Read the full story from DOE.
The U.S. Department of Energy’s Building Technologies Office (BTO) is supporting the Administration’s efforts to phase down the use and emissions of highly potent greenhouse gases known as hydrofluorocarbons (HFCs). BTO has created a multi-pronged strategy, outlined below, to develop, demonstrate, and deploy low- to zero- global warming potential (GWP) HVAC, water heating, and refrigeration technologies. This strategy supports the United States’ amendment to the Montreal Protocol to phase down the production and consumption of HFCs globally. BTO’s vision is that non-vapor compression systems—a revolutionary new class of technologies that don’t use refrigerants and can approach zero-GWP—become dominant in some end uses.
Read the full story from Pacific Northwest National Laboratory.
Signing a two-page agreement and paying just $1,000 can get U.S. companies an opportunity to test drive promising technologies through a new, user-friendly commercialization option being offered at the Department of Energy’s Pacific Northwest National Laboratory.
PNNL is the only DOE lab to offer this option, called an exploratory license, which gives companies six months to try out a technology before deciding whether or not to pursue a full license so they can create a product with the technology.
Read the full story from Pacific Standard.
Scientists have been using drones for decades, but as they become more affordable and portable, they’re proving critical to studying—and saving—our most vulnerable environments.
Read the full story from the CBC.
A professor at the University of Calgary is studying whether Saskatchewan-grown lentils can counteract chronic arsenic poisonings from well water that affect up to 77 million people in Bangladesh.
Read the full story from Kansas State University.
Those expressive faces in text messages may do more than tell someone you’re ROTFL. Sensory analysis researchers at Kansas State University Olathe believe the icons also may reduce the amount of food thrown away during school lunches by knowing whether kids feel or about the meal.
Marianne Swaney-Stueve, research assistant professor of human nutrition and manager of the Sensory and Consumer Research Center at K-State Olathe, and Katy Gallo, Kansas State University doctoral student in human nutrition, Fairfield, Connecticut, are using emoji faces — icons used with smartphones and electronic communication — as a way to measure the emotions kids feel about certain foods.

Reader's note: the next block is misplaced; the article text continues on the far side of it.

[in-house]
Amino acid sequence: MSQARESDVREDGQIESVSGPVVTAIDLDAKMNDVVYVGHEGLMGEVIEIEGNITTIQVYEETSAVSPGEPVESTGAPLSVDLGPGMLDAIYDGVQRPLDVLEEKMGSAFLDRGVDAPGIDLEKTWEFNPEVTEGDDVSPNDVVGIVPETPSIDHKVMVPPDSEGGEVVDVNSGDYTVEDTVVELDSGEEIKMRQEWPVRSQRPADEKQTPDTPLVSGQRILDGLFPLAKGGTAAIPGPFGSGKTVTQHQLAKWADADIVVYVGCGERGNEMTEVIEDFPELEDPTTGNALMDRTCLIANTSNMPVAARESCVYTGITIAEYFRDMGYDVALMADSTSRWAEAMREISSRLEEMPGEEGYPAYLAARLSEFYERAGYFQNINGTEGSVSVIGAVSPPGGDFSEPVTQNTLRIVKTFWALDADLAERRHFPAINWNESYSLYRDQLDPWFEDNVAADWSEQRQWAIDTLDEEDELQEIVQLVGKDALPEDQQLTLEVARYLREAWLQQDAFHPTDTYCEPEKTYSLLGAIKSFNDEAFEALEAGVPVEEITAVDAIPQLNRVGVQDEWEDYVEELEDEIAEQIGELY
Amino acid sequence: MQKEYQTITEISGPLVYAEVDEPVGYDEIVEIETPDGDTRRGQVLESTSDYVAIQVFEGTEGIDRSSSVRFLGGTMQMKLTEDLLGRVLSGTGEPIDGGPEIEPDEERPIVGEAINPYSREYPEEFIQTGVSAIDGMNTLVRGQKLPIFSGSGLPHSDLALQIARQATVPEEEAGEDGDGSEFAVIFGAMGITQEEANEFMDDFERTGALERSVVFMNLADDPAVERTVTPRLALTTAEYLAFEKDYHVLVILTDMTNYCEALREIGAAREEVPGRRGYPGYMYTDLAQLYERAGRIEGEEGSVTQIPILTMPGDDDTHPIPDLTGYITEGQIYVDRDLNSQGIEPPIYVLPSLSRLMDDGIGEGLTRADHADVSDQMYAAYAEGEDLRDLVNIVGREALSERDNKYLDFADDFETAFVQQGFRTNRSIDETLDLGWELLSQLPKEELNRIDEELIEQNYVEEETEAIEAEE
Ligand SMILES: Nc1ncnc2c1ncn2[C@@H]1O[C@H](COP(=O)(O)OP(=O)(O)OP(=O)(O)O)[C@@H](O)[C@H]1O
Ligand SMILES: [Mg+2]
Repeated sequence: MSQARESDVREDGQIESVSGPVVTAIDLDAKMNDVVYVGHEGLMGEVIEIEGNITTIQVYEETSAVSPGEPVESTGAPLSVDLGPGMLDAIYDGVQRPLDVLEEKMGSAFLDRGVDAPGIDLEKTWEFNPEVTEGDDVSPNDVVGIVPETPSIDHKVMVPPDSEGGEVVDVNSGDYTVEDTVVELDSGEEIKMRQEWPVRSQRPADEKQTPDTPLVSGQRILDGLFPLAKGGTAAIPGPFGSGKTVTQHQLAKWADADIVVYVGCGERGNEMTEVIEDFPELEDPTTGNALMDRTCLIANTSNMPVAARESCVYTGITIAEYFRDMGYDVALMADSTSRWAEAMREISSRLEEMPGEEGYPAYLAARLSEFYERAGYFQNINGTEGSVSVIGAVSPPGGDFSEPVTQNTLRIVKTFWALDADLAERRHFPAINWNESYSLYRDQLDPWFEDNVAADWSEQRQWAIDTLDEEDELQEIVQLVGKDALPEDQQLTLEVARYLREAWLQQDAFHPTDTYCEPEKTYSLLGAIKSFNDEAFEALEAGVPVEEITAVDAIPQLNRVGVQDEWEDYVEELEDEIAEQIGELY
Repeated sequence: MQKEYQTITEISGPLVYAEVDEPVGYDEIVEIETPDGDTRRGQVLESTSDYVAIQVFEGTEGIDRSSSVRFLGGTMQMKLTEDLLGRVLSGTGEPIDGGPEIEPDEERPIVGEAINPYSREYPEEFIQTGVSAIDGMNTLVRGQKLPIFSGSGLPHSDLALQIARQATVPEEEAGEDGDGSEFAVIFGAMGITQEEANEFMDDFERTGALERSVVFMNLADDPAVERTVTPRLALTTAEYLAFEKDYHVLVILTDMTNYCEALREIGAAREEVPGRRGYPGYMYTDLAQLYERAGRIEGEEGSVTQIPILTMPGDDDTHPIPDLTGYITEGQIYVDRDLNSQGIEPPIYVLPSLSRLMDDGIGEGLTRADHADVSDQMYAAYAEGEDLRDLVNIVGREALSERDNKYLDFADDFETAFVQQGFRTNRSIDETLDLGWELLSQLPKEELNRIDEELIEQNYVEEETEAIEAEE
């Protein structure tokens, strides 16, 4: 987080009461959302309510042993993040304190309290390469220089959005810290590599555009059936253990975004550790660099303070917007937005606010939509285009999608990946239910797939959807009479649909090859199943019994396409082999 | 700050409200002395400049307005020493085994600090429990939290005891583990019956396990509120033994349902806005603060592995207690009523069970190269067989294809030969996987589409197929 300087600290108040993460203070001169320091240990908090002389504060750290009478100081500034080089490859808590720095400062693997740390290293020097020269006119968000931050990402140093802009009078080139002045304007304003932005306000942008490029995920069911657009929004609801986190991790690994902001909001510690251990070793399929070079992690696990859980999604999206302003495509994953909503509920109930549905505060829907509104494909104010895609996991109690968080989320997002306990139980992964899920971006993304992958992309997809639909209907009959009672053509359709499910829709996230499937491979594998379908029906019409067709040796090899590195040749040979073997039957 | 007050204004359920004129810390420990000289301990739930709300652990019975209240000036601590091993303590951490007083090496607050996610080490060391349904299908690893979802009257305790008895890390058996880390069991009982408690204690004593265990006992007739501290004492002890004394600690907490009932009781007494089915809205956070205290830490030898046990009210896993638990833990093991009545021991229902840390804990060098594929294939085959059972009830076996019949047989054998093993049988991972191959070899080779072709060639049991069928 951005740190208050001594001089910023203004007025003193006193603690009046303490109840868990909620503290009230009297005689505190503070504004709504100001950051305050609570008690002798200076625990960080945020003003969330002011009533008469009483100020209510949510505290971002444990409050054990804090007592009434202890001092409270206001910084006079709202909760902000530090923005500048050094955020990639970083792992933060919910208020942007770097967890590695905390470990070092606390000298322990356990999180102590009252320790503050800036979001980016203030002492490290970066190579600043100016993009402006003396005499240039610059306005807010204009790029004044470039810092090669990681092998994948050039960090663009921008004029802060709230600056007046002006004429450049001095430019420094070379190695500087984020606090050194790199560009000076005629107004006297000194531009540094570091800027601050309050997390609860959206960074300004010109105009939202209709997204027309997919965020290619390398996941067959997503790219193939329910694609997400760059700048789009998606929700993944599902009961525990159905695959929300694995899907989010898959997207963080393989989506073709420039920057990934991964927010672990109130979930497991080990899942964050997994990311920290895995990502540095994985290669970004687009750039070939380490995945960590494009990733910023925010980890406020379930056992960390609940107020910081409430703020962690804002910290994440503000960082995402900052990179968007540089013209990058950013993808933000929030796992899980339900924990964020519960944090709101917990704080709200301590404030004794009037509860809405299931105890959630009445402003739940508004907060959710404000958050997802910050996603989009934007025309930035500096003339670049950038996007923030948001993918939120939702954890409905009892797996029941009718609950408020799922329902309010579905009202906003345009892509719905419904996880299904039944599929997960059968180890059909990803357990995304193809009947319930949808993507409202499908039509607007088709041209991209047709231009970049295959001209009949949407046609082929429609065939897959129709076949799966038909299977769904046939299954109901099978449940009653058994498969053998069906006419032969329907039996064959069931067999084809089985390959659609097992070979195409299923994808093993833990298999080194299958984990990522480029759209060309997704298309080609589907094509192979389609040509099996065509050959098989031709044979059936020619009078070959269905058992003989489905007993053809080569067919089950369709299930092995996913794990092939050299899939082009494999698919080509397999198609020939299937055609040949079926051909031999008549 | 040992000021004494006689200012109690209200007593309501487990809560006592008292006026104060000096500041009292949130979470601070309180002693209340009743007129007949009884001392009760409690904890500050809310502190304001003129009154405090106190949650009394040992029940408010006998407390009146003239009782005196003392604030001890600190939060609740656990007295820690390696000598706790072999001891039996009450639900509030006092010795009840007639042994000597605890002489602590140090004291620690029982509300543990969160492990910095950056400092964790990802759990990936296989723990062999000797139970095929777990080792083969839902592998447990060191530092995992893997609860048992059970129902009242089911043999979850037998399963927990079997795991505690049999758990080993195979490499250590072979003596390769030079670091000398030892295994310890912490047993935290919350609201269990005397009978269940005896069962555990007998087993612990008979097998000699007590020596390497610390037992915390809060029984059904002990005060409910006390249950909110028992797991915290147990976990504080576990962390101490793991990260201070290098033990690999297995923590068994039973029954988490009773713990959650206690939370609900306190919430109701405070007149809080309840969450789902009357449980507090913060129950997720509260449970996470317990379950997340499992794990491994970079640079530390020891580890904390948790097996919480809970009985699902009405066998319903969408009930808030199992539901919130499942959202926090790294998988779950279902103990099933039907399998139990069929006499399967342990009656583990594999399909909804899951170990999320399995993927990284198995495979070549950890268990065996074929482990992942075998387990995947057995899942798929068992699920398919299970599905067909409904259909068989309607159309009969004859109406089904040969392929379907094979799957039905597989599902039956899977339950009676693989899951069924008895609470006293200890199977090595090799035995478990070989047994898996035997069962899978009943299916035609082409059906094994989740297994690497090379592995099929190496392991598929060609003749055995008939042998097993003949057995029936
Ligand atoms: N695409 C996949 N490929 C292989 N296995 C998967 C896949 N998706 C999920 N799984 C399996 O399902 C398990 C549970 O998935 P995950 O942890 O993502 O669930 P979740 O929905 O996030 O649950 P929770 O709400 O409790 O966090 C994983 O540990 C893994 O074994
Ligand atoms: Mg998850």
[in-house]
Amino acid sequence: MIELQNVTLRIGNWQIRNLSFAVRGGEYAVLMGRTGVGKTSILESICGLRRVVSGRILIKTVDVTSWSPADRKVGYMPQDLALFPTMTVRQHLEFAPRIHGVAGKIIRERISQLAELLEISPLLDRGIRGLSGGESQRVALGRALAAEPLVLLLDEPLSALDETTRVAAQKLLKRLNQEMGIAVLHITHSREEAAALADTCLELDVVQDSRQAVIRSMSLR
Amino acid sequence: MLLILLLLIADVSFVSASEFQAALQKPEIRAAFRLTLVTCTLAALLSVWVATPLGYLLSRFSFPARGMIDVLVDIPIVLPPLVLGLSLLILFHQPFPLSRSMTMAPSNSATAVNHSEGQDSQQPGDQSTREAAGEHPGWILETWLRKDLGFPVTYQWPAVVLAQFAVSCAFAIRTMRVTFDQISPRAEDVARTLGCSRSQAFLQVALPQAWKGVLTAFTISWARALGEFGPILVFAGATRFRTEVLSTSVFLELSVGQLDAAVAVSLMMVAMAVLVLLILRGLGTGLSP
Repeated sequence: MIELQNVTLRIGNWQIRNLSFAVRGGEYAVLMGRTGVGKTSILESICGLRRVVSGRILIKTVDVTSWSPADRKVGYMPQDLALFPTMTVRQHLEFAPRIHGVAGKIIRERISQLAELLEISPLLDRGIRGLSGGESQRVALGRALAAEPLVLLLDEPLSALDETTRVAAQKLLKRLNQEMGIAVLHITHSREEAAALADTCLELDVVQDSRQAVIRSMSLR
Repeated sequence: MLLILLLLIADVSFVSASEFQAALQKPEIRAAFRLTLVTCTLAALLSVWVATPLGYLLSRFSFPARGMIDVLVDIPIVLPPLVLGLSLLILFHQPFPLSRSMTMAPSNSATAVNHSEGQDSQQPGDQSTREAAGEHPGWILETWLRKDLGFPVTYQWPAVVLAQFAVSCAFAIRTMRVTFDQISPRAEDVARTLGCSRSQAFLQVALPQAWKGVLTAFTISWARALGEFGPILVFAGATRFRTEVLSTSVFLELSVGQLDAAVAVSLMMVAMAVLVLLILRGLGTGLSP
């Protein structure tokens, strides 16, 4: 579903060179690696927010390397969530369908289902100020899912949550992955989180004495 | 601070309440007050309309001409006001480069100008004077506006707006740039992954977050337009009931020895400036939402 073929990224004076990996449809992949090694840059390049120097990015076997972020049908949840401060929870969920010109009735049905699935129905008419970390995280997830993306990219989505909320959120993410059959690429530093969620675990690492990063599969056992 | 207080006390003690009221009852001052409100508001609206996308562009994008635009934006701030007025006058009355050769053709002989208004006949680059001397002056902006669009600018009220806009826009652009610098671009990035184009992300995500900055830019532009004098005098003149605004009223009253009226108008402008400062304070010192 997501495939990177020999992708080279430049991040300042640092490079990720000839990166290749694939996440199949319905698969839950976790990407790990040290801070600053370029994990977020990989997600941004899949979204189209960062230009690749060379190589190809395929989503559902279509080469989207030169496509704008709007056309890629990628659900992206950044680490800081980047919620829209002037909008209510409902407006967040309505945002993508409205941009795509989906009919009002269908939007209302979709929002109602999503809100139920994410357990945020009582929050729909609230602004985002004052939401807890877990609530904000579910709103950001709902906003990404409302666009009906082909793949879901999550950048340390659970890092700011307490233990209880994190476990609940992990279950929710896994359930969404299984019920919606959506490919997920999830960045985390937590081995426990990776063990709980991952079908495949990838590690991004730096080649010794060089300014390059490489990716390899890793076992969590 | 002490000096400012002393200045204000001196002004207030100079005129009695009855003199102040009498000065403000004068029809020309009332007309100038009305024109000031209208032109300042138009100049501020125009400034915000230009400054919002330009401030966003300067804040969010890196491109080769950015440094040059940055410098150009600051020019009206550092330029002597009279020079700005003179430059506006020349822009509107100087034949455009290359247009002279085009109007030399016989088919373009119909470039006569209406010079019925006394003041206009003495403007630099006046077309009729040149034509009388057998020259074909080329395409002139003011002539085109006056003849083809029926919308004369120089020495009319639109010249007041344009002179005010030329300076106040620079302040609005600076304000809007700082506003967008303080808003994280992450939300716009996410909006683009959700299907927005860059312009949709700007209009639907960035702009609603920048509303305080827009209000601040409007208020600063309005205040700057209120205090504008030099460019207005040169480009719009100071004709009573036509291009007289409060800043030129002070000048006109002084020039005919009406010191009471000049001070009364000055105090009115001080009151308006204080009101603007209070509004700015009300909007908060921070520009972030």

Read the full story in the New Orleans Times-Picayune.
Nancy Rabalais, the marine ecologist whose research has outlined the devastating effects of the annual low-oxygen “Dead Zone” in the Gulf of Mexico, has been asked to step down after 10 years as executive director of theLouisiana Universities Marine Consortium(LUMCON), a marine laboratory operated by a consortium of state and private universities in Cocodrie, according to a statement released Monday (Nov. 2) by an executive board overseeing the laboratory…
It’s likely the research lab will need Rabalais, if only because a significant chunk of the research dollars held by the institution are for grants on which she is the lead researcher.
According to the board’s new strategic plan approved on Oct. 29, the marine lab is underwritten by $2.3 million it receives from the state each year. But it also has a carryover fund of $3 million available for 2016, with much of the money coming from two major grants listing Rabalais as the lead researcher.
Both were issued by the Gulf of Mexico Research Initiative, an independent marine science organization created within months of the BP Deepwater Horizon oil spill in 2010 with a $500 million grant from BP.
But the strategic plan suggested that tight budget times will require an executive director who spends much less time doing research and a lot more time fundraising by networking with academic, community, political, civic, industry and sponsor/agency leaders.
Read the full story in Environmental Factor.
Researchers working to improve children’s health now have more opportunities to understand the role environmental exposures play in children’s health and development, thanks to new funding from the National Institutes of Health (NIH).
NIEHS joined with NIH Sept. 28 in announcing the recipients of new projects that will provide researchers an expanded range of tools to accurately measure, record, and analyze environmental exposures in children.